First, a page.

You can use it as is, especially if it is a small amount. For larger amounts, the choices are to crush, screen, add liquids, add dry materials, and to compost it.

3.01 Why would I need to prepare the biochar, as opposed to applying it as is?

There are several reasons that might apply to your situation. [Expand, obviously]

3.02 What size should the biochar be?

3.03 What are some ways to crush and screen biochar?

[For crushing, I am leaning to a mortor and pestle approach: a 5 cm dia hardwood trunk 2 m long and a 20 liter bucket with a plywood insert in the bottom.

For screening, I think a sloped screen works better than a horizontal screen for higher volumes.]

3.04 What can I do to make the biochar easier to crush?

Wetting and drying it seems to help.  Crushing it with a little moisture in it helps to control dust.

3.05 Besides water, what else can I soak the biochar in?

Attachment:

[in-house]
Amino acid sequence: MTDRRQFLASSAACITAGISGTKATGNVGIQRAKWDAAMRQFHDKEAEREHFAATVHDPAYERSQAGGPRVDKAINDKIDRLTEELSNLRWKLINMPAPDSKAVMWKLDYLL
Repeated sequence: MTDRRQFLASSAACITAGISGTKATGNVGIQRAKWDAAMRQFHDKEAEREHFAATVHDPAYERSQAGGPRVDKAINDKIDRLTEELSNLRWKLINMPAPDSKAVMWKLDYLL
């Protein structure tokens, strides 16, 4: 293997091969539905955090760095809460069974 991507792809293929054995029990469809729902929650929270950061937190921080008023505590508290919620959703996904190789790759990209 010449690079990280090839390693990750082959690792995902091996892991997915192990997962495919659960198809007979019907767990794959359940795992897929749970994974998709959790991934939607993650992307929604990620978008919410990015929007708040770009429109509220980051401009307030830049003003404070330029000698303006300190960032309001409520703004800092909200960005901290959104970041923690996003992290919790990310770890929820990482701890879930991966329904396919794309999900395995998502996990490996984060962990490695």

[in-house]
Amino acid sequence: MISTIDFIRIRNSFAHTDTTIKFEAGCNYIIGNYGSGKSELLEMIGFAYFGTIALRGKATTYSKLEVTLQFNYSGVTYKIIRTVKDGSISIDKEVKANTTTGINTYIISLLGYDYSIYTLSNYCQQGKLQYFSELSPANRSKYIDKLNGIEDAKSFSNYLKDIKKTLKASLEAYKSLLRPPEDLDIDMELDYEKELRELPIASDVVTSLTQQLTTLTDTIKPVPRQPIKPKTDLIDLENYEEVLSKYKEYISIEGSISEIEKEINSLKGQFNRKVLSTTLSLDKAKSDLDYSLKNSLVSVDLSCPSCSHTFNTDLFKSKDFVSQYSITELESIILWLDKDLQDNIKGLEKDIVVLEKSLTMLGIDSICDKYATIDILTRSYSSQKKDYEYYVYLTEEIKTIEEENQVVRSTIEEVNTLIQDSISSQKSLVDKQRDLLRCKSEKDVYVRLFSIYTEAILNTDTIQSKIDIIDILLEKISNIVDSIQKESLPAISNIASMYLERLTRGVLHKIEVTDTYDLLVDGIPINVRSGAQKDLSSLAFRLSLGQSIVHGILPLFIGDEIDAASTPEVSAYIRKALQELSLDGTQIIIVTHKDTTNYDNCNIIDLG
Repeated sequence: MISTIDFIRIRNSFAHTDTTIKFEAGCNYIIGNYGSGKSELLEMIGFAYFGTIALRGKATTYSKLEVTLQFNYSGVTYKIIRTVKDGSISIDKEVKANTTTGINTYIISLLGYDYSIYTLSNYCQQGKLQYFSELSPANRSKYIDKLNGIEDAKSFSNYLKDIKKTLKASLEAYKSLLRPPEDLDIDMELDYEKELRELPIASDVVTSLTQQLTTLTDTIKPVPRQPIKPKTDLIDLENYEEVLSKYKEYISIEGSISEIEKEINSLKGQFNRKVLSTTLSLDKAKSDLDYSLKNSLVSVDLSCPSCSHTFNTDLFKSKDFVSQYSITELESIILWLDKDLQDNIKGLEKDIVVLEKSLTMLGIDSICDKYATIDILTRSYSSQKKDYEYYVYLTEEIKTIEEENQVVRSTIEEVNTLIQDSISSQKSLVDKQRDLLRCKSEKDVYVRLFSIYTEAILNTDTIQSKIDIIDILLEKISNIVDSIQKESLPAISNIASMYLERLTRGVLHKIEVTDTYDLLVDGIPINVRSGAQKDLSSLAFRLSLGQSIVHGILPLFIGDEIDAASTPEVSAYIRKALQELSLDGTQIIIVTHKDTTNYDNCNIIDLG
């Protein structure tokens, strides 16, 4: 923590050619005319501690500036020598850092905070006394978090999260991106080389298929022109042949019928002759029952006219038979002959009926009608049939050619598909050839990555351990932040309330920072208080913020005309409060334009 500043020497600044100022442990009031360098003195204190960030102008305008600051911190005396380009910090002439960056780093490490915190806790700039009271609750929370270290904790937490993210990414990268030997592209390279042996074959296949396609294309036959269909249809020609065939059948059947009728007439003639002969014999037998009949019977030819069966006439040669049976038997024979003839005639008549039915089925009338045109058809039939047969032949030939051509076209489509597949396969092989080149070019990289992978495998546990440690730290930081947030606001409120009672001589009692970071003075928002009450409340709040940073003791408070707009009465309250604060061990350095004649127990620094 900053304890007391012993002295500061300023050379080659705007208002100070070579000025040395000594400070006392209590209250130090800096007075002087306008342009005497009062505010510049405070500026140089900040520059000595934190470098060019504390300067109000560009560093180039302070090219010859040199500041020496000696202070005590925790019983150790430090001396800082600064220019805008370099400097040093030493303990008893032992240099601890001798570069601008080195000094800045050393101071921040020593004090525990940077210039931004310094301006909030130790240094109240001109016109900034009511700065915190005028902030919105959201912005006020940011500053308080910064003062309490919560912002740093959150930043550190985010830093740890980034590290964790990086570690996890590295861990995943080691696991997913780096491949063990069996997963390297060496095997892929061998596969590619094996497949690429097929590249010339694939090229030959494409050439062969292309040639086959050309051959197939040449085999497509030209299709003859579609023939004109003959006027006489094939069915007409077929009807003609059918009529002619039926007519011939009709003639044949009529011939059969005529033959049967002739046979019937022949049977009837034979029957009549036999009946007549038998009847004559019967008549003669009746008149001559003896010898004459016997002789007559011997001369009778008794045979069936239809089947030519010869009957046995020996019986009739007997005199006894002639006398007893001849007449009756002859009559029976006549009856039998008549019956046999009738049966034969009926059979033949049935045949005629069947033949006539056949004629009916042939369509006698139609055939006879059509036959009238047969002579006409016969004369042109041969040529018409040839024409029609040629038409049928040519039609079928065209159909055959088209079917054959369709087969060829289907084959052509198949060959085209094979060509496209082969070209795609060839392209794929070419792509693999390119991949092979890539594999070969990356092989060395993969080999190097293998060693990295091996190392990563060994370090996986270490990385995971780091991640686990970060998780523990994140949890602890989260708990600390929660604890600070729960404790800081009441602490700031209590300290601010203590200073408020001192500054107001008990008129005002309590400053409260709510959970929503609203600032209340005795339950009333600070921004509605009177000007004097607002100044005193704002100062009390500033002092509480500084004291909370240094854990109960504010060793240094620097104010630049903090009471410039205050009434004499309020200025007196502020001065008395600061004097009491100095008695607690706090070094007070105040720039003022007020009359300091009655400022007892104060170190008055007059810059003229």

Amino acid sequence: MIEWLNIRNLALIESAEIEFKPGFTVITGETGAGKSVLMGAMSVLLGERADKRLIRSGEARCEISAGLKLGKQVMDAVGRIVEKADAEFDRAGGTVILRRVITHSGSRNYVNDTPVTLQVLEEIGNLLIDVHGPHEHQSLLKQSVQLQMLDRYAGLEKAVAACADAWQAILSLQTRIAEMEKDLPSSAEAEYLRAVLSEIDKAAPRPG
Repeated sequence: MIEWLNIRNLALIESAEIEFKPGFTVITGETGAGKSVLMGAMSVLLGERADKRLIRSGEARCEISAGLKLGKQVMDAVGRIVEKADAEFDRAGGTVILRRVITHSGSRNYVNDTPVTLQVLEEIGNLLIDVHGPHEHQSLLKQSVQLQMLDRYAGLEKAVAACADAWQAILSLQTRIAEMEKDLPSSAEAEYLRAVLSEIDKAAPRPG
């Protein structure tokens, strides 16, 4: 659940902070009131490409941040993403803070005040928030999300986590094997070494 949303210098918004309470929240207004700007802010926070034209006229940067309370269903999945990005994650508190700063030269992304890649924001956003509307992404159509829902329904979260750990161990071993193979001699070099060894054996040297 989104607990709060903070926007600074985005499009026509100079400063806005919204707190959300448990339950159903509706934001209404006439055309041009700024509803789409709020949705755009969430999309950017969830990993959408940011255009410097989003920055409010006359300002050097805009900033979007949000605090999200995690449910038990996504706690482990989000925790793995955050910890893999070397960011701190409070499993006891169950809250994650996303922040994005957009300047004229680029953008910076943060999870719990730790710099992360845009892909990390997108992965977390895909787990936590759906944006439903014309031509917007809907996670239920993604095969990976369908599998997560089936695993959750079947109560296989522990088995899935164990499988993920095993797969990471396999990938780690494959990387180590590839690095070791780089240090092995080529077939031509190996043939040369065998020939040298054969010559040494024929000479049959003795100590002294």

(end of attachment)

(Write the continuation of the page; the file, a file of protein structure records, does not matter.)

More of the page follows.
Yes.  Compost tea, MiracleGro (TM), fish emulsion, urine,  ....

3.06 Can I add biochar to compost?

Yes. This will help temper the biochar. For the added benefit of odor control, consider topping off each addition to the household kitchen scrap collector with a healthy layer of biochar.

3.07 Will biochar affect the compost process?

Casual observation indicates that adding fine, untempered biochar may accelerate the composting process.

3.05  Will biochar harm the worms in my compost?

Composting worms have been observed to be unaffected below 50% charcoal content, above which reduced worm activity could occur.

3.08  Can I use biochar in my composting toilet?

Yes. Again, the added benefit of odor control is compelling.



4.0 How do I apply Biochar?